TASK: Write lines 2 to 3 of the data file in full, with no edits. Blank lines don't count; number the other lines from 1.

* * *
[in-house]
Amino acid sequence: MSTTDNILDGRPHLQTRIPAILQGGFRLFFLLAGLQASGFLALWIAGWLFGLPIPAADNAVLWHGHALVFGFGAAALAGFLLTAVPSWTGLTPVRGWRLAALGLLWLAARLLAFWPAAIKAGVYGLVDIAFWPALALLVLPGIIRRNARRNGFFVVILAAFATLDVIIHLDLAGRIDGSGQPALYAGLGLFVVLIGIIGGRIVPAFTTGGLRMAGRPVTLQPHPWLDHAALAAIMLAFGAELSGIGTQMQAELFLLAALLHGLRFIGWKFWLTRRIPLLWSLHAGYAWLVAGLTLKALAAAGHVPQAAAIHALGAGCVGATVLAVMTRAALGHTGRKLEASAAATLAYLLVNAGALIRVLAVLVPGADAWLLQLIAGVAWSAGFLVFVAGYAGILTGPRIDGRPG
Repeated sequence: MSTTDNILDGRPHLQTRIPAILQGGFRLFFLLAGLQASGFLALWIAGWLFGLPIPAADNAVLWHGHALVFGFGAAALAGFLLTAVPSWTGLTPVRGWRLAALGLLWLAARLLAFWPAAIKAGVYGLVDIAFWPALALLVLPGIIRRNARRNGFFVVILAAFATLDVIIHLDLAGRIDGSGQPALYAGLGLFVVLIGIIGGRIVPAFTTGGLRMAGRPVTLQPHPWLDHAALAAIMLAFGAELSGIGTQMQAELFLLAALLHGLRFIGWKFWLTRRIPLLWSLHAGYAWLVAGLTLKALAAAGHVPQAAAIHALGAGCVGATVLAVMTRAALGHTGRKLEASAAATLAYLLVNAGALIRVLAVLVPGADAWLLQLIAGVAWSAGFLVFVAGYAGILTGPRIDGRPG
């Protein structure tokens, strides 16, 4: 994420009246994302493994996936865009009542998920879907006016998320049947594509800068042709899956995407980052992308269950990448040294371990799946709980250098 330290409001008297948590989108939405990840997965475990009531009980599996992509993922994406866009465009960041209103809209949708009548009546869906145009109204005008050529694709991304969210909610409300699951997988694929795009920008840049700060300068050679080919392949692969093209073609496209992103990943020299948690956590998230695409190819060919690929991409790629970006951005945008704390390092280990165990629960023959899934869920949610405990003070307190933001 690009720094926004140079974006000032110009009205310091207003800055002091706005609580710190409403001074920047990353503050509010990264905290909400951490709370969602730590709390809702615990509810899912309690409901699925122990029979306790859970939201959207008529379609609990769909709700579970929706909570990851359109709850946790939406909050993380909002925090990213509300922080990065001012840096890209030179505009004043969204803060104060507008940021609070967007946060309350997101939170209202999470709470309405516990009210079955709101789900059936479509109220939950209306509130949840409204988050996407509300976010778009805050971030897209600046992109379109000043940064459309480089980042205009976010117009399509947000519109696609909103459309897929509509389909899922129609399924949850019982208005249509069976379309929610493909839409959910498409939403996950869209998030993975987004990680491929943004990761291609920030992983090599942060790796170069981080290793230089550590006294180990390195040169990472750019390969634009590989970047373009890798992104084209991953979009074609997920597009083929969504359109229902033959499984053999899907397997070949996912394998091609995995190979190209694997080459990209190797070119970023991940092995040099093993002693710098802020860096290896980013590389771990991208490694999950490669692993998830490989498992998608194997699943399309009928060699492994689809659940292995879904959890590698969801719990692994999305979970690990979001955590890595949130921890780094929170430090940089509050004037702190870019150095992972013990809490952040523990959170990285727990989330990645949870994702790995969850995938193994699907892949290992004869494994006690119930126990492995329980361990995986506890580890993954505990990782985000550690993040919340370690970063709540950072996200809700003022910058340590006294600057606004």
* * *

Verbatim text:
Amino acid sequence: MSTTDNILDGRPHLQTRIPAILQGGFRLFFLLAGLQASGFLALWIAGWLFGLPIPAADNAVLWHGHALVFGFGAAALAGFLLTAVPSWTGLTPVRGWRLAALGLLWLAARLLAFWPAAIKAGVYGLVDIAFWPALALLVLPGIIRRNARRNGFFVVILAAFATLDVIIHLDLAGRIDGSGQPALYAGLGLFVVLIGIIGGRIVPAFTTGGLRMAGRPVTLQPHPWLDHAALAAIMLAFGAELSGIGTQMQAELFLLAALLHGLRFIGWKFWLTRRIPLLWSLHAGYAWLVAGLTLKALAAAGHVPQAAAIHALGAGCVGATVLAVMTRAALGHTGRKLEASAAATLAYLLVNAGALIRVLAVLVPGADAWLLQLIAGVAWSAGFLVFVAGYAGILTGPRIDGRPG
Repeated sequence: MSTTDNILDGRPHLQTRIPAILQGGFRLFFLLAGLQASGFLALWIAGWLFGLPIPAADNAVLWHGHALVFGFGAAALAGFLLTAVPSWTGLTPVRGWRLAALGLLWLAARLLAFWPAAIKAGVYGLVDIAFWPALALLVLPGIIRRNARRNGFFVVILAAFATLDVIIHLDLAGRIDGSGQPALYAGLGLFVVLIGIIGGRIVPAFTTGGLRMAGRPVTLQPHPWLDHAALAAIMLAFGAELSGIGTQMQAELFLLAALLHGLRFIGWKFWLTRRIPLLWSLHAGYAWLVAGLTLKALAAAGHVPQAAAIHALGAGCVGATVLAVMTRAALGHTGRKLEASAAATLAYLLVNAGALIRVLAVLVPGADAWLLQLIAGVAWSAGFLVFVAGYAGILTGPRIDGRPG